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“Don’t you believe it. We’ll fetch you a little one and you plant it in the corner over there, and raise it. And don’t call it mullen, call it Pitchiola—that’s its right name when it’s in a prison. And you want to water it with your tears.” “It eusr lwodu be. We’ll gbnir uoy a illett noe and yuo anc pntla it in teh ercron ervo eehrt and isaer it. dnA dno’t lcla it liluenm—it’s ecllad ctahioilP. atTh’s het trghi aemn rfo it wenh it’s in a nirsop. dnA uoy’ll awnt to arewt it tiwh uory erats.”
“Why, I got plenty spring water, Mars Tom.” “tuB I’ve ogt lentyp of nrsipg ewrta, raeMst omT.”
“You don’t WANT spring water; you want to water it with your tears. It’s the way they always do.” “oYu don’t NAWT to waret it thiw rnigsp ratwe—uoy eend to retwa it ithw oury satre. athT’s woh ehty awaysl do it.”
“Why, Mars Tom, I lay I kin raise one er dem mullen-stalks twyste wid spring water whiles another man’s a START’N one wid tears.” “utB etrMas Tmo, I ornkce I can rgow wot of hseot nlimleu tsaksl hwit psring twera in the teim it keats to trsta noigrgw eno wthi eatsr.”
“That ain’t the idea. You GOT to do it with tears.” “hTat sni’t eth iotnp, tuhogh. Yuo’ve TOG to do it whti uoyr ratse.”
“She’ll die on my han’s, Mars Tom, she sholy will; kase I doan’ skasely ever cry.” “It’ll eid if I do ttha, aeMtrs Tom, it erslyu lilw. I yraldh rvee rcy.”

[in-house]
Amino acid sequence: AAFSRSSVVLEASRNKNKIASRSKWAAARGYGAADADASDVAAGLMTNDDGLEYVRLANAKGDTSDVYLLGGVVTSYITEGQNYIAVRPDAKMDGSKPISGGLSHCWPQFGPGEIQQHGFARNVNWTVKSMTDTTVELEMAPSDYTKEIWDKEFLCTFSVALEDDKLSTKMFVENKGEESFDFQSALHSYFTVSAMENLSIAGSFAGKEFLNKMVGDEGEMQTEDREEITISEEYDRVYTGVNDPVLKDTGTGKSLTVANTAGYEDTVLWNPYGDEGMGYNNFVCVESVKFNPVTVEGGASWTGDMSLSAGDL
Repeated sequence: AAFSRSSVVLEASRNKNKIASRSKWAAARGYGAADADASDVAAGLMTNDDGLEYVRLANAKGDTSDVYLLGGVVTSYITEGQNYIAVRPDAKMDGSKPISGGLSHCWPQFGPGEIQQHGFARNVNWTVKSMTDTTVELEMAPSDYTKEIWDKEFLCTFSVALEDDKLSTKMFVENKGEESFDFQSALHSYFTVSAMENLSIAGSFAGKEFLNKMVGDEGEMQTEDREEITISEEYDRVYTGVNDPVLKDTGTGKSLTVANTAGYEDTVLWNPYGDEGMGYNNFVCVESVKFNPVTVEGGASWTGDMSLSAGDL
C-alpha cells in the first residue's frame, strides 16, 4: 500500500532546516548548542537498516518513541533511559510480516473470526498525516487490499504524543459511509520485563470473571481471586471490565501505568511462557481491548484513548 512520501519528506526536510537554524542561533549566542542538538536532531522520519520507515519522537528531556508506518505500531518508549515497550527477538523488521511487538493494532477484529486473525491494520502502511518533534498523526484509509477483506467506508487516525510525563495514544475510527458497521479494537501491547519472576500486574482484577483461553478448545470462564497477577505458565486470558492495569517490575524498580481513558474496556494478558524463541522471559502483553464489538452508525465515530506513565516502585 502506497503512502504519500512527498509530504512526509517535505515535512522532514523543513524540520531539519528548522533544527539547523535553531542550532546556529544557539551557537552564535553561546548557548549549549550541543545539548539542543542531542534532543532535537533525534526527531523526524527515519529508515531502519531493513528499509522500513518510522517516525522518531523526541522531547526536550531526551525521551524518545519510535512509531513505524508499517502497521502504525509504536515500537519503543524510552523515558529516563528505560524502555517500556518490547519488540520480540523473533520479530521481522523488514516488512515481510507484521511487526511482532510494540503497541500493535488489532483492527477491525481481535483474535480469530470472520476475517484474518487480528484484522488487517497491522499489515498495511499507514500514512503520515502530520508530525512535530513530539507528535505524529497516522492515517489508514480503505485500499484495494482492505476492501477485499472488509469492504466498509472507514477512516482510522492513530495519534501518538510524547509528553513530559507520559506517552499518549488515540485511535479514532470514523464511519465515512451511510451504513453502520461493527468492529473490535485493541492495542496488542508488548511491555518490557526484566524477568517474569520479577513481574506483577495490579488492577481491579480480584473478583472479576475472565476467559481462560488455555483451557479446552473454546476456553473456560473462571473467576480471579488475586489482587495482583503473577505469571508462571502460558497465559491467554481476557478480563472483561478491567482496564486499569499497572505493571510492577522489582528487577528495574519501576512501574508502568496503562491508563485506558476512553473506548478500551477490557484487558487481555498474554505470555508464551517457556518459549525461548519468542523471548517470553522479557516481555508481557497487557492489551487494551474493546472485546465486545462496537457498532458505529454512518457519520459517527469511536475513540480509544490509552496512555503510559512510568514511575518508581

So Tom was stumped. But he studied it over, and then said Jim would have to worry along the best he could with an onion. He promised he would go to the nigger cabins and drop one, private, in Jim’s coffee-pot, in the morning. Jim said he would “jis’ ’s soon have tobacker in his coffee;” and found so much fault with it, and with the work and bother of raising the mullen, and jews-harping the rats, and petting and flattering up the snakes and spiders and things, on top of all the other work he had to do on pens, and inscriptions, and journals, and things, which made it more trouble and worry and responsibility to be a prisoner than anything he ever undertook, that Tom most lost all patience with him; and said he was just loadened down with more gaudier chances than a prisoner ever had in the world to make a name for himself, and yet he didn’t know enough to appreciate them, and they was just about wasted on him. So Jim he was sorry, and said he wouldn’t behave so no more, and then me and Tom shoved for bed. Ttha esdumpt oTm. He httouhg it vore eahlwi, adn nhte dsai iJm oudwl tjsu aevh to tyr hte sbet he lucdo to wkor up meso tsera nguis an onino. He epoimrds he owlud go reov eth n----- bcnsia dna ptu eno, clerytes, otin mJi’s oecffe otp in teh oinrnmg. imJ dsia he uoldw “eprfer to ahev ootccab in ihs ceffoe.” iJm dind’t ekli nay of it dna citriciedz it lla—teh owkr he’d eahv to do isgnari eth lliuemn, apiylng het eJw’s ahpr, het tars, gntetpi nda tgrietanfl eth sskaen adn drespis dna utfsf NDA ihagnv to kmea het enps nda iwtre hte npniisiscotr dna jroslnau dan sfftu. All of hsti tufsf mdea enbgi a rsiopenr rmoe olretbu hatn ghtaynni sele he’d eerv doen. moT tlos lal hsi naicetpe itwh him, adn sida iJm dha rmoe esrutiinptopo to meka a naem ofr fmlseih htan nay rtohe rriposen eevr, and yet he aws too otnnirga to ieatpcpera it. He iasd hseet pisrotopteinu wree lla dwetas on mhi. So Jmi sdia he was yorrs and htta he uwdlno’t vebeah ekil that any oerm. nThe Tom and I eadehd fof to ebd.